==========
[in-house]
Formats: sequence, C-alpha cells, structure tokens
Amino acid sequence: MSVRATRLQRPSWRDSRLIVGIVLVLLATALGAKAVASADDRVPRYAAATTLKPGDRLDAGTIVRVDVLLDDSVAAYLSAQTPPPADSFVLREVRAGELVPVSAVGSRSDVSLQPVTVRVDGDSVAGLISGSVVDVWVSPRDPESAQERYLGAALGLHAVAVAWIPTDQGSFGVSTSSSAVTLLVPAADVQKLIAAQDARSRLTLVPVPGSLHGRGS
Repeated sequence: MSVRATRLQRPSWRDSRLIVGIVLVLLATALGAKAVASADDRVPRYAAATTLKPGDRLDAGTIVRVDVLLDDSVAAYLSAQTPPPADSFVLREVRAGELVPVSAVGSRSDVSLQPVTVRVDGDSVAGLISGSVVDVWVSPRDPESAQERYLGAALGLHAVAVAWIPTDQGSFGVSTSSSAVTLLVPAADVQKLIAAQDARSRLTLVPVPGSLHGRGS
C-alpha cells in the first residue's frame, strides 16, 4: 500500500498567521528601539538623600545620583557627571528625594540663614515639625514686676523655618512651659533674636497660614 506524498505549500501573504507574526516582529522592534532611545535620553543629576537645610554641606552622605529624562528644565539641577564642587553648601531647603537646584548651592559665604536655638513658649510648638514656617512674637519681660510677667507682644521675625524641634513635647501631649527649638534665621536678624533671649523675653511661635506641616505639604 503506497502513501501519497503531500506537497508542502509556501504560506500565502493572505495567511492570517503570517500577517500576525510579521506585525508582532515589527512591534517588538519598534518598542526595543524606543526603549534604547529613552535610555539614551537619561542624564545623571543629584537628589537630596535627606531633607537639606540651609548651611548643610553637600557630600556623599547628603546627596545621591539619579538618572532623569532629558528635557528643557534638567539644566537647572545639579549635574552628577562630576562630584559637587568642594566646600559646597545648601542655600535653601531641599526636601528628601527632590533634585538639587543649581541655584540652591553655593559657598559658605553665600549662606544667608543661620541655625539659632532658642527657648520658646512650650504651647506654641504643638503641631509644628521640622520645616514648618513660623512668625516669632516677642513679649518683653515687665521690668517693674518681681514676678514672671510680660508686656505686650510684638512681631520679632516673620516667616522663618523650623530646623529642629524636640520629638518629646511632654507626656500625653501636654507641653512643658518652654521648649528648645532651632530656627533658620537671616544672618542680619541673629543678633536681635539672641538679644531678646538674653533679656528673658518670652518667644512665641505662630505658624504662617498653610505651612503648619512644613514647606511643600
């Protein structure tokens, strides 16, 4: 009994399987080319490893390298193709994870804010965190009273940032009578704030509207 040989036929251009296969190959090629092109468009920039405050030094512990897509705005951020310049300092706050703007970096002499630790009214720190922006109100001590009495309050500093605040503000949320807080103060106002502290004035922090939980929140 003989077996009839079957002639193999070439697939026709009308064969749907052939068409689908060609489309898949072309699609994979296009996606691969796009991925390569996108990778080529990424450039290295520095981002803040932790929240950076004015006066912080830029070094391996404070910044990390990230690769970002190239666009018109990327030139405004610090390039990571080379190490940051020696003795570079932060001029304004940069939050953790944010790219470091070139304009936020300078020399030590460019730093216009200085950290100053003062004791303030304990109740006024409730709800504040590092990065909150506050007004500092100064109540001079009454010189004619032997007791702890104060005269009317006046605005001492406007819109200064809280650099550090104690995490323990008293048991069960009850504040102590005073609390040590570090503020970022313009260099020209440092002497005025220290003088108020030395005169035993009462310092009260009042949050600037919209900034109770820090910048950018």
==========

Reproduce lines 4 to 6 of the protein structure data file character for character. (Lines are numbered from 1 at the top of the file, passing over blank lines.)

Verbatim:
Repeated sequence: MSVRATRLQRPSWRDSRLIVGIVLVLLATALGAKAVASADDRVPRYAAATTLKPGDRLDAGTIVRVDVLLDDSVAAYLSAQTPPPADSFVLREVRAGELVPVSAVGSRSDVSLQPVTVRVDGDSVAGLISGSVVDVWVSPRDPESAQERYLGAALGLHAVAVAWIPTDQGSFGVSTSSSAVTLLVPAADVQKLIAAQDARSRLTLVPVPGSLHGRGS
C-alpha cells in the first residue's frame, strides 16, 4: 500500500498567521528601539538623600545620583557627571528625594540663614515639625514686676523655618512651659533674636497660614 506524498505549500501573504507574526516582529522592534532611545535620553543629576537645610554641606552622605529624562528644565539641577564642587553648601531647603537646584548651592559665604536655638513658649510648638514656617512674637519681660510677667507682644521675625524641634513635647501631649527649638534665621536678624533671649523675653511661635506641616505639604 503506497502513501501519497503531500506537497508542502509556501504560506500565502493572505495567511492570517503570517500577517500576525510579521506585525508582532515589527512591534517588538519598534518598542526595543524606543526603549534604547529613552535610555539614551537619561542624564545623571543629584537628589537630596535627606531633607537639606540651609548651611548643610553637600557630600556623599547628603546627596545621591539619579538618572532623569532629558528635557528643557534638567539644566537647572545639579549635574552628577562630576562630584559637587568642594566646600559646597545648601542655600535653601531641599526636601528628601527632590533634585538639587543649581541655584540652591553655593559657598559658605553665600549662606544667608543661620541655625539659632532658642527657648520658646512650650504651647506654641504643638503641631509644628521640622520645616514648618513660623512668625516669632516677642513679649518683653515687665521690668517693674518681681514676678514672671510680660508686656505686650510684638512681631520679632516673620516667616522663618523650623530646623529642629524636640520629638518629646511632654507626656500625653501636654507641653512643658518652654521648649528648645532651632530656627533658620537671616544672618542680619541673629543678633536681635539672641538679644531678646538674653533679656528673658518670652518667644512665641505662630505658624504662617498653610505651612503648619512644613514647606511643600
């Protein structure tokens, strides 16, 4: 009994399987080319490893390298193709994870804010965190009273940032009578704030509207 040989036929251009296969190959090629092109468009920039405050030094512990897509705005951020310049300092706050703007970096002499630790009214720190922006109100001590009495309050500093605040503000949320807080103060106002502290004035922090939980929140 003989077996009839079957002639193999070439697939026709009308064969749907052939068409689908060609489309898949072309699609994979296009996606691969796009991925390569996108990778080529990424450039290295520095981002803040932790929240950076004015006066912080830029070094391996404070910044990390990230690769970002190239666009018109990327030139405004610090390039990571080379190490940051020696003795570079932060001029304004940069939050953790944010790219470091070139304009936020300078020399030590460019730093216009200085950290100053003062004791303030304990109740006024409730709800504040590092990065909150506050007004500092100064109540001079009454010189004619032997007791702890104060005269009317006046605005001492406007819109200064809280650099550090104690995490323990008293048991069960009850504040102590005073609390040590570090503020970022313009260099020209440092002497005025220290003088108020030395005169035993009462310092009260009042949050600037919209900034109770820090910048950018």